Marcucci and Quagliariello [11
] study credit risks and the business cycles across different credit risk regimes in Italy. Their results confirm that the effect of business cycles on credit risks is more evident in weak financial conditions and hence there is a strong relationship between the severity of the financial crisis and the state of the economy. In another study, Marcucci and Quagliariello [12
] further examine the default rates of borrowers on Italian banks and their cyclical behavior. The results find default rates in the Italian banking system fall in economic booms and rise in economic recessions. The results confirm the intuitive relationship between credit risk and weak economic conditions.
The paper of Espinoza and Prasad [1
] is one of the few studies in the literature that examines the determinants of NPLs in the GCC region. They find that the NPL ratio increases as economic growth weakens and interest rates rises. However, Espinoza and Prasad [1
] cover the GCC banks before the financial crisis of 2008 and do not include oil prices. As oil exporting economies, oil prices are major and relevant determinant of NPLs across this region. The main focus of this paper is to examine the effect of the oil price slump on the GCC banking stability.
] studies the link between NPLs and macroeconomic variables in advanced economies. The study finds that an adverse macroeconomic shock leads to a higher level of NPLs. Furthermore, the study shows that a sharp increase in NPLs leads to poor macroeconomic performance and weak economic growth. Louzis et al. [3
] examine the determinants of NPLs in the Greek banking system. The study finds that macroeconomic determinants in Greece have a strong impact on NPLs across the banks. In particular, NPLs are largely explained by the GDP growth, the unemployment rate, the lending rate, and the public debt.
The work of Klein [4
] examines the NPLs in Central, Eastern and South-Eastern Europe (CESEE). The study looks at both bank-specific and macroeconomic factors and finds that the macroeconomic conditions have a stronger explanatory power across the CESEE region. Particularly, NPLs respond to GDP growth, unemployment and inflation across the region. Messai and Jouini [13
] study the determinants of NPLs in Italy, Greece and, Spain which suffered the most from the 2008 subprime crisis. The study finds that the increase in GDP growth lowers the credit risk as does a decline in unemployment rates.
4. Data Description
This paper considers a panel data of GCC individual banks’ balance sheets from Fitch’s database spanning 2000–2014 and macroeconomic data from the IMF. These include nonperforming loans ratio (NPL), international oil price, real non-oil GDP, lending interest rate, three-year average of credit growth, stock prices, and housing prices. There are no indexes for GCC housing prices; however, this paper utilizes CPI components of Housing, Water, Electricity and Other Fuels as a proxy for the housing price indexes. In the GCC region, the water and electricity are subsidized and the movements in this component of the CPI are mostly due to movements in housing prices. The paper acknowledges that it may not be the optimal proxy for GCC housing prices, but it might be the best feasible proxy for these prices. The list of all the banks used in this paper are reported in Table A1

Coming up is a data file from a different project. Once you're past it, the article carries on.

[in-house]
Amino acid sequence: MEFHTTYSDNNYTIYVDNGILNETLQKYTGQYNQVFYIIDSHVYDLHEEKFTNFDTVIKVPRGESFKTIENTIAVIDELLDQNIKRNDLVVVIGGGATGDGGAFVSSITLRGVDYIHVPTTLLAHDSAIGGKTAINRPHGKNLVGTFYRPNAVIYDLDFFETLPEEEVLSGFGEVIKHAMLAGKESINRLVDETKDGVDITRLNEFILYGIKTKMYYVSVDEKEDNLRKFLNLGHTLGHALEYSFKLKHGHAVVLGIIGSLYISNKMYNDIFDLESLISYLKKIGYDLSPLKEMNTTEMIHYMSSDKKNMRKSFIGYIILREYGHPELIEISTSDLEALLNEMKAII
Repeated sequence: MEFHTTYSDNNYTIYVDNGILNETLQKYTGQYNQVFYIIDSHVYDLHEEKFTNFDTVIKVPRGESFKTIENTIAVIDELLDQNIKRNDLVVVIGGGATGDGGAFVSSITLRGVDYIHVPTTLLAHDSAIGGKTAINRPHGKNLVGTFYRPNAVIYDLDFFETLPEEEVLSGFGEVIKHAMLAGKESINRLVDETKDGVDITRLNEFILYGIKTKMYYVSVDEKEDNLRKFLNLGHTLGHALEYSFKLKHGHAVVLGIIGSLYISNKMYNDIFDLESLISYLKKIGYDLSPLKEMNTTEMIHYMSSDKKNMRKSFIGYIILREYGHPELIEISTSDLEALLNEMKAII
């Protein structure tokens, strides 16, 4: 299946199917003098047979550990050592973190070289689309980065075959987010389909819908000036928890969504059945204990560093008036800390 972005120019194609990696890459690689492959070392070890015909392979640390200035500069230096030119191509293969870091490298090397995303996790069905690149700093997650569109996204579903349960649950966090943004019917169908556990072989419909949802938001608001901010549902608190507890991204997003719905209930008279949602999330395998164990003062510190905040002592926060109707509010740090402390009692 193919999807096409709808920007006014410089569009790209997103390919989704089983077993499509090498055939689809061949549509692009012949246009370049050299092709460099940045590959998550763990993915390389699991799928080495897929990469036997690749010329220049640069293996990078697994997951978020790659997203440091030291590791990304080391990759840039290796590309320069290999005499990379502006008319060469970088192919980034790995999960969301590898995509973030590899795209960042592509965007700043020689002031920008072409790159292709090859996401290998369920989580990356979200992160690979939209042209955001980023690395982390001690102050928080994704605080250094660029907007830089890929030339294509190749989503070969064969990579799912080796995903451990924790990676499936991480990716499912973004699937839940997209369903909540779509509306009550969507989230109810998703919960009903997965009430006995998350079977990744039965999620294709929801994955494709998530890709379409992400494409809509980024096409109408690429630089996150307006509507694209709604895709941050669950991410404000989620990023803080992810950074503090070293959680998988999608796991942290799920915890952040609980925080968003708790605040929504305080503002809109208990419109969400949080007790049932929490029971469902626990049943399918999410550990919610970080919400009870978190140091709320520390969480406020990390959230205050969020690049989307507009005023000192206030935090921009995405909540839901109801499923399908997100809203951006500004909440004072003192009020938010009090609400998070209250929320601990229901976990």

in Appendix A
. The variables and data sources are reported in Table A2
in Appendix A
under data descriptions. Overall, however, this paper acknowledges that the sample size (38 banks) and the time span (2000–2014) of the GCC banks considered for this paper are relatively small for obtaining precise estimates or a precise causal effect between oil price fluctuations and GCC banking stability.
While the macroeconomic implications of oil price fluctuations on GCC economies are significant and well studied, its implications on GCC banking systems has received less attention. This paper aims to understand the impact of the recent oil price slump on GCC banks’ balance sheets and examine any negative feedback effects between the GCC banking systems and the macroeconomy. The results show that macro economic variables, including the oil price, Non-oil GDP, interest rate, stock prices, and housing prices are major determinants of NPLs across GCC banks, and, therefore, of financial stability in the region. The Credit risk shock adversely impacts non-oil GDP, and credit growth across GCC economies. A higher level of NPLs restricts banks’ credit growth and can dampen economic recovery in these economies. These results support the notion that disturbances in banking systems lead to adverse economic consequences in the real sector. The results are qualitatively robust across different specifications. Counter-cyclical policies that limit the GDP slowdown can promote financial stability across the GCC region. Policy makers with financial stability objectives need to monitor the developments in international oil markets and smooth the potential effects to GCC banking systems. GCC countries implement fixed exchange rate regimes, and, therefore, exchange rates do not impose serious credit risks in the region. The GCC economies, however, accumulated a large amount of oil stabilization buffers and have the fiscal space to limit any negative feedback to the real economy.